Iran is a threat to the stability of the region
Iran is surrounded by countries to the west, north and east that have nuclear weapons - the US (in Iraq and Afghanistan and in the Indian Ocean), Israel, Russia, China, India and Pakistan, and now North Korea. Iran has not invaded or threatened any country in the past two and a half centuries. The only war the Iran has fought was the war imposed by Saddam’s army, which invaded Iran with the backing of the US and its allies. An attack on Iran with cause instability to the region and the world, just as the invasion and occupation of Iraq has done.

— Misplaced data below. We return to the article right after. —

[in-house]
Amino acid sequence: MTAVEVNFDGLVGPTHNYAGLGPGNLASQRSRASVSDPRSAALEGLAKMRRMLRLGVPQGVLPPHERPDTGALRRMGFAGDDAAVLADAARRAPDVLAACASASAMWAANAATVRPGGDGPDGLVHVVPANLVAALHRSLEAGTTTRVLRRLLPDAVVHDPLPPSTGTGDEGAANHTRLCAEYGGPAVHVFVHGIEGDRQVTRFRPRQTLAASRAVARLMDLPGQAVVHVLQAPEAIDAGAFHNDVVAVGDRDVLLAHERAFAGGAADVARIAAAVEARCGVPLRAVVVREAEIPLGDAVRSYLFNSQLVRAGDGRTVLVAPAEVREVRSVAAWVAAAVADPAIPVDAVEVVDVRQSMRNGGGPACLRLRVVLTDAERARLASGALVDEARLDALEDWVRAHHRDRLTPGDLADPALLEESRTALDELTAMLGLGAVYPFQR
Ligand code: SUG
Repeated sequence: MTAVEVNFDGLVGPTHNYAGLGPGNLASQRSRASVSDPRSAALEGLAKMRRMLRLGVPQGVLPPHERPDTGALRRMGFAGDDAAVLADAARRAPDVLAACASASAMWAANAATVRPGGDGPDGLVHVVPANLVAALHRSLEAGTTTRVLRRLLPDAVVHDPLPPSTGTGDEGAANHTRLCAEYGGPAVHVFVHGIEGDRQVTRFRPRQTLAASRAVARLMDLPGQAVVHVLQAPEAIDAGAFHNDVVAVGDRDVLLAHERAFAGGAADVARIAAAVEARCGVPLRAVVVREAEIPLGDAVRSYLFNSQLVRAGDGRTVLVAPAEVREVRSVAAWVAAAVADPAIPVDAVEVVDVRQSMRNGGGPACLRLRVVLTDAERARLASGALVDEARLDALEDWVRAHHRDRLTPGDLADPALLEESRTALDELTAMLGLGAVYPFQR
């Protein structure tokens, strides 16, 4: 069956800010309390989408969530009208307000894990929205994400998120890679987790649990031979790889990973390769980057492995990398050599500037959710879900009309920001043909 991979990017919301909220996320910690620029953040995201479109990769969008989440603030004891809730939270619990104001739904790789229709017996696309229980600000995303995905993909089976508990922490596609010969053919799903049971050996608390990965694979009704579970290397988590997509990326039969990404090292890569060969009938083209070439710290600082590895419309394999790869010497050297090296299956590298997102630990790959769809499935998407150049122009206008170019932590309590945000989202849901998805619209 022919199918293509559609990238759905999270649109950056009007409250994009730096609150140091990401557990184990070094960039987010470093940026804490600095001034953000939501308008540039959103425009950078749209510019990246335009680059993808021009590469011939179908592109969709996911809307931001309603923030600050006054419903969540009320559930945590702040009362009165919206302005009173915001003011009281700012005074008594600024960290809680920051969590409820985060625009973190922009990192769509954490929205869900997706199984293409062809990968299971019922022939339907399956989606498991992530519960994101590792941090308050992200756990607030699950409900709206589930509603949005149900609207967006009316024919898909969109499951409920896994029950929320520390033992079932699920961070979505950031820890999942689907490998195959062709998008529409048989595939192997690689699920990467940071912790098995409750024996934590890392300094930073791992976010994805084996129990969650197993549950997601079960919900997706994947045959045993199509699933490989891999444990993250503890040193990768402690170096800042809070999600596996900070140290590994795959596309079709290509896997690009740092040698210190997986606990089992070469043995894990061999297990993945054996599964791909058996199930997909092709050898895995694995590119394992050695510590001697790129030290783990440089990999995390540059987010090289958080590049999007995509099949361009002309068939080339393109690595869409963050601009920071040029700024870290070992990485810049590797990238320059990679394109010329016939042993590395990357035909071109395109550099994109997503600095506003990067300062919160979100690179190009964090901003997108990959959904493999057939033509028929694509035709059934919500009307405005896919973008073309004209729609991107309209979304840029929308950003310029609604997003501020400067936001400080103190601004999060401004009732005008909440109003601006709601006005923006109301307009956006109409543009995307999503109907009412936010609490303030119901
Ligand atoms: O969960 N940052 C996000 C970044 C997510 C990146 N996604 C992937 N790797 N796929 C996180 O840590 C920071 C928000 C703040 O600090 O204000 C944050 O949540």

The targeting of Iran has nothing to do with oil or gas
Iran holds the world's largest supplies of oil after Saudi Arabia and Iraq, and holds more oil and gas combined than any other country on the planet. As Peak Oil rapidly approaches, the US demand to control the lion's share of what is left. Iran has also just shifted its petrodollars into a Euro-based bourse. The effect on the value of the dollar will be significant.
Democracy should be installed in Iran
Iran has an active indigenous democracy movement who ultimately are the only ones who can secure a sustainable democracy. Any military assault on the country will hugely strengthen the anti-democratic political forces in Iran. The burgeoning civil society organisations in Iran would be one of the first major victims of any military attack on the country. Iranian people are wholly opposed to military action against their country.